Software that uses artificial intelligence to analyse building designs to maximise energy efficiency prior to construction is being launched across Australia next month.
This month the company spun out digital startup Hubble.sh, which aims to launch its web-based platform nationally next month.
The product allows architects and builders to load a design to estimate its energy consumption, comfort level and obtain a close estimate of its star rating. The software takes into account a range of variables such as location, orientation, roof type, window thickness, insulation and ventilation.
Once these fields have been completed, the program then applies its algorithms to the millions of possible combinations to estimate a building’s running costs before the plans have even been lodged.
The materials and physical design can then be adjusted in real time to lower a building’s energy costs and increase its star-rating.
“We are reducing the complexity of energy efficiency and empowering designers and technically everyone in the industry to see the benefits,” Hubble.sh CEO Marco Salinas said.
“Usually energy efficiency happens at the end of the process just for compliance but at that point in time it’s often way too late because it’s really difficult to change the specifications of the building, the layout, the design and the materials. Everything has been approved and the owner is invested with the layout.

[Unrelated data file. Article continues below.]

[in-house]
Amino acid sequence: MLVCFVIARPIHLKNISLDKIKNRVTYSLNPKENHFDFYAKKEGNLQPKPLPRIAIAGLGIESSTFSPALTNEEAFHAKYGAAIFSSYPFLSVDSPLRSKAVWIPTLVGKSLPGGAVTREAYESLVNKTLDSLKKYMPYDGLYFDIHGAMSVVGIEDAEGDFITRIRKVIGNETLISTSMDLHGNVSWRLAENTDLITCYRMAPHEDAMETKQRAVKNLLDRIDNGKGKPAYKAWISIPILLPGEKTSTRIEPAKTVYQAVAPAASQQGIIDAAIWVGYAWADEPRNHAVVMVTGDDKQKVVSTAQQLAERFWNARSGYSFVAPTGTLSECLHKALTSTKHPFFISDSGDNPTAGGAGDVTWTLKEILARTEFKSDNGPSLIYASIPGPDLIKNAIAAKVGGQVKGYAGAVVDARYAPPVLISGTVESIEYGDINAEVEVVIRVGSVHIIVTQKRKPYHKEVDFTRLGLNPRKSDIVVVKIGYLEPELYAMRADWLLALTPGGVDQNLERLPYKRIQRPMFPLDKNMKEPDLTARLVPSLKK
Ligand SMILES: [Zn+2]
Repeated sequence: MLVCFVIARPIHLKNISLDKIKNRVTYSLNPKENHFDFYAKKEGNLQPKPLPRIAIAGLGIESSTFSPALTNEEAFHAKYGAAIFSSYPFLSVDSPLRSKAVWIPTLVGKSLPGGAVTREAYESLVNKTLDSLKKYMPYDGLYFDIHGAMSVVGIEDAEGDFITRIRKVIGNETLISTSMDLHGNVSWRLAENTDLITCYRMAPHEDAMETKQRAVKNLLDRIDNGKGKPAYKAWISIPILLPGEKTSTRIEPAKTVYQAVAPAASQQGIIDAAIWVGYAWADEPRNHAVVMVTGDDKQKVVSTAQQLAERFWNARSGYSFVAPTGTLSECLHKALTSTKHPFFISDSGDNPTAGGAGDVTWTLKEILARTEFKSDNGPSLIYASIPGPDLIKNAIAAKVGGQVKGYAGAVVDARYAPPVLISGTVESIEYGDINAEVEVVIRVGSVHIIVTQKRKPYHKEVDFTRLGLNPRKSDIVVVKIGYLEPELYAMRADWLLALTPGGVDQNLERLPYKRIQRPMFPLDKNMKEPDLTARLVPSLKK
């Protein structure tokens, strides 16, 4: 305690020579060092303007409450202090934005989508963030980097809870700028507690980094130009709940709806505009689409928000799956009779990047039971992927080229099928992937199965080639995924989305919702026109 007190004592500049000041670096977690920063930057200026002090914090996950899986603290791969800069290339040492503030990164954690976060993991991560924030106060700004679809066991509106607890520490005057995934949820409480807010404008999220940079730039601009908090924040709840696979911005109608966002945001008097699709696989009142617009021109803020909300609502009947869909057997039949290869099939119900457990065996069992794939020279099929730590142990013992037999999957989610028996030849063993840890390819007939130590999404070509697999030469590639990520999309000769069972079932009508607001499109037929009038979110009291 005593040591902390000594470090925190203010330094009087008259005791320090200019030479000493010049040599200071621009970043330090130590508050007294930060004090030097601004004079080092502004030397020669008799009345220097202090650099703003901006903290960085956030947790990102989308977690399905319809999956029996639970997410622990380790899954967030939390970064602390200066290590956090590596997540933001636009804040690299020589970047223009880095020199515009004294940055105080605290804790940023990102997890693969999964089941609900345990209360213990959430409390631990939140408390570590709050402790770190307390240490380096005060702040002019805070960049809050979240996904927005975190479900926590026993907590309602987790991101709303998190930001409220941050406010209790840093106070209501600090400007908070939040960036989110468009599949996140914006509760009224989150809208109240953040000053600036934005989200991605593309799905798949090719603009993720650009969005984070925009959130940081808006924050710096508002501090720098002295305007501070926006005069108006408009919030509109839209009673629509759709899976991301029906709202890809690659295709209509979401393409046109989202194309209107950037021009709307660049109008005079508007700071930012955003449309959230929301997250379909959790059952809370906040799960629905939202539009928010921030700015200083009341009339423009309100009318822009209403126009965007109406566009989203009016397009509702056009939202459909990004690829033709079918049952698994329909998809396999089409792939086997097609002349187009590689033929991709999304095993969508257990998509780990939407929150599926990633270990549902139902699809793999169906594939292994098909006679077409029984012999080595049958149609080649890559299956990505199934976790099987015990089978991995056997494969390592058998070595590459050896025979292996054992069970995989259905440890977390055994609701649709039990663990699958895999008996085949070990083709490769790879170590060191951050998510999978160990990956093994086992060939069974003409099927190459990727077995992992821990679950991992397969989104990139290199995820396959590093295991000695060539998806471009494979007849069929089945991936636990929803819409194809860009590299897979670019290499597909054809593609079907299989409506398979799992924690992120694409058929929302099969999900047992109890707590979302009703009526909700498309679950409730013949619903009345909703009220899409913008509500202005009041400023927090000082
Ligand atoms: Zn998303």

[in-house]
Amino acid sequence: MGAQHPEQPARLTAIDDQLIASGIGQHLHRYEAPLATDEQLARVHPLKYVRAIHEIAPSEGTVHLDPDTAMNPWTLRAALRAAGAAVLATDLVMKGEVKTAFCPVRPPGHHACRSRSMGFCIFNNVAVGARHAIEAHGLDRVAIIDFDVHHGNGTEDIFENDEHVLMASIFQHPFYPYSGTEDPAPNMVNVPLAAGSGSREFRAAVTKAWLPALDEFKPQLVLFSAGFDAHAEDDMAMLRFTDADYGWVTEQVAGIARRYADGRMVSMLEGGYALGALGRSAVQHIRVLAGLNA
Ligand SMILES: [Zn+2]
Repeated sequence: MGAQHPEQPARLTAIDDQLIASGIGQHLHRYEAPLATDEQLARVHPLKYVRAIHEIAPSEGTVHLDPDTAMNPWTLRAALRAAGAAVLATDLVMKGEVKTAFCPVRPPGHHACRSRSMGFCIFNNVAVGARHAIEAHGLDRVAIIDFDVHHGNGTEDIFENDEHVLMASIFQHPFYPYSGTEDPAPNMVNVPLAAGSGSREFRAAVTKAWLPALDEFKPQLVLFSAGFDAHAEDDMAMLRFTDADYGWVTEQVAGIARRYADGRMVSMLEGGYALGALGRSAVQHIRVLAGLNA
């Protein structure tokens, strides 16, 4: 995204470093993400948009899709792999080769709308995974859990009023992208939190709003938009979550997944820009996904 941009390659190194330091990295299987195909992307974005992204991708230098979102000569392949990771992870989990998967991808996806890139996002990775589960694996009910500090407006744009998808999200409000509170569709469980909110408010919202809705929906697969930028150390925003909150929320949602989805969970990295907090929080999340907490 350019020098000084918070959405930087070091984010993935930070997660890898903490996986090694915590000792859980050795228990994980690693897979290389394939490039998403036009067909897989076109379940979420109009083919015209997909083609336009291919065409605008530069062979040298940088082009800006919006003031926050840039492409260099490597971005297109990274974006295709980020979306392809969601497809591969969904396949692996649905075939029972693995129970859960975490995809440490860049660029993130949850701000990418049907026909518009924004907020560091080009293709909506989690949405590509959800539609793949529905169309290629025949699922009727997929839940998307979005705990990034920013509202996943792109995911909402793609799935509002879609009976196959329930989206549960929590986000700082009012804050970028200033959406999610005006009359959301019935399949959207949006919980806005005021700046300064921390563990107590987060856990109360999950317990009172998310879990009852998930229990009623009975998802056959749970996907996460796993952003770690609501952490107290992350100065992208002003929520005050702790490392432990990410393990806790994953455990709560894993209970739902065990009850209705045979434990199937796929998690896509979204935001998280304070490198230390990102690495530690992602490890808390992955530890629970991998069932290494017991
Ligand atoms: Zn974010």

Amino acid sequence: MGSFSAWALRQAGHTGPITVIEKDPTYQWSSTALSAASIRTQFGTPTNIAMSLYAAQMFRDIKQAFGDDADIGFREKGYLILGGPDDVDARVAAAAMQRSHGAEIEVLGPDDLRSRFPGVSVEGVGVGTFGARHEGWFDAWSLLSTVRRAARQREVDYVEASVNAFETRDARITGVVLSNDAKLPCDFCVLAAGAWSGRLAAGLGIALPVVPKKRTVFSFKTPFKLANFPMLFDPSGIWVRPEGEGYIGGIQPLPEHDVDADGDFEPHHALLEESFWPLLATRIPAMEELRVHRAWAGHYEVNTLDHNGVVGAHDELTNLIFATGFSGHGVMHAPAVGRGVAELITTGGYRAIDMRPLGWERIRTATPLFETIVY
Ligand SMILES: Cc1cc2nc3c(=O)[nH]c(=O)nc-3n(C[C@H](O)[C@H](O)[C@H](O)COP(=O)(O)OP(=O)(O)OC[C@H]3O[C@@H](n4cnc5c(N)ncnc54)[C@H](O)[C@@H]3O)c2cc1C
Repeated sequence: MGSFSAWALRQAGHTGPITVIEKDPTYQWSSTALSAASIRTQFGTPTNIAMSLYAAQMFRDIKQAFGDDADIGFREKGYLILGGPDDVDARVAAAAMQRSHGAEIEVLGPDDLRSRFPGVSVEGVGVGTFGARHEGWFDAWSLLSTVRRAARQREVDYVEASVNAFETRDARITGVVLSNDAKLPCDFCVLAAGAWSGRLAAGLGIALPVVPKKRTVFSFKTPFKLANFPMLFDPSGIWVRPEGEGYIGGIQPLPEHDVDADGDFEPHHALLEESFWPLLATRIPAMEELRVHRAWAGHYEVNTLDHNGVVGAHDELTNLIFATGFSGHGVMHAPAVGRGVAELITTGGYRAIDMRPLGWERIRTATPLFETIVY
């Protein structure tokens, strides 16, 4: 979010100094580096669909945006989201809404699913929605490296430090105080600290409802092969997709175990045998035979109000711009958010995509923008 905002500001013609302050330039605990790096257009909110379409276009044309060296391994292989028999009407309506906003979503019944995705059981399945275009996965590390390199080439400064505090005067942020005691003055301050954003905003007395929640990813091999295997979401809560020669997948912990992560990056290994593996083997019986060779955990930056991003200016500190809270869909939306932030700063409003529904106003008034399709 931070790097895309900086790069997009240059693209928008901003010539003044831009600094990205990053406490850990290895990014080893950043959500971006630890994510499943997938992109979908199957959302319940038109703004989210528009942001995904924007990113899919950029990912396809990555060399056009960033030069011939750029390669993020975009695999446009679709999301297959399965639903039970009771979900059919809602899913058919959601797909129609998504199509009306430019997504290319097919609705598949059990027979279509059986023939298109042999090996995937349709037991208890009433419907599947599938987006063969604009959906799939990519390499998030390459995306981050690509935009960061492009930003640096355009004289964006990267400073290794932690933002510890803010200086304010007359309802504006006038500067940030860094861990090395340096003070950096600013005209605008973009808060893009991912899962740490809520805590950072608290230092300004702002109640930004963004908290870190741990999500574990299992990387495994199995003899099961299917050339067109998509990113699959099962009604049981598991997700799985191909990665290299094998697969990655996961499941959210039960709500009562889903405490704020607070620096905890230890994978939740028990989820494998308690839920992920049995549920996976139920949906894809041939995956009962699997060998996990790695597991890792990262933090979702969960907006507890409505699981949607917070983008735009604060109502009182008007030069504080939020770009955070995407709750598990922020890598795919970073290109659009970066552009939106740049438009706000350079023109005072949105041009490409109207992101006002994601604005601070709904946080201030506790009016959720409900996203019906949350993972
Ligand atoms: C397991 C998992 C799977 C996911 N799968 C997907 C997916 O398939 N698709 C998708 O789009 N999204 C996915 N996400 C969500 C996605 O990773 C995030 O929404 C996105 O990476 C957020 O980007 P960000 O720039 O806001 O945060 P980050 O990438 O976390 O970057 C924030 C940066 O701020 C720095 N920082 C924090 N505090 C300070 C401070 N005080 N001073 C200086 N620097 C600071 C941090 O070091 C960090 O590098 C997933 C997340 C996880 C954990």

“What we’re trying to do is empower those designers, estimators and even owners to really quickly see the benefits of energy efficiency at the beginning of the process and improve their customer experience.”
Hubble.sh has worked with Adelaide’s Artificial Intelligence Laboratory, AiLab, and Carnegie Mellon University on various aspects of the software.
Salinas said there was already a waiting list ahead of the July product launch with particular interest from New South Wales and Victoria.
A 6-star energy rating is considered the minimum compliance for new homes across most Australian jurisdictions but Salinas said ratings of 7 ½ or 8 stars were quite achievable using the tool early in the design process to change the orientation or add simple things like double glazing to reduce running costs.
“The people that have been raising their hands and saying they are really interested so far are building designers and architects, particularly those who have a lot of interaction with the clients,” he said.
“We’re trying to make it so simple that anyone can use it, even a homeowner planning a renovation.”
Salinas said Hubble.sh would continue to be majority owned by SUHO with the aim of attracting external investment to target export markets. He said South Australian innovation specialist Kirk Drage and his team from LeapSheep were currently helping them accomplish that goal.
“The benefit of having a digital service is it allows us to achieve hypergrowth and digital is really lean, which means we can manoeuvre and we can scale up really quickly,” he said.
“The main idea is to export Australian technology to a global market.”
“In terms of market size there is a huge opportunity in Canada, America and Europe but because of its similarity perhaps New Zealand is the first place to go and we are already trying to find partners in New Zealand.”
Although Hubble.sh is not yet publicly available they are currently running a pilot program. Interested parties can join the waiting list online.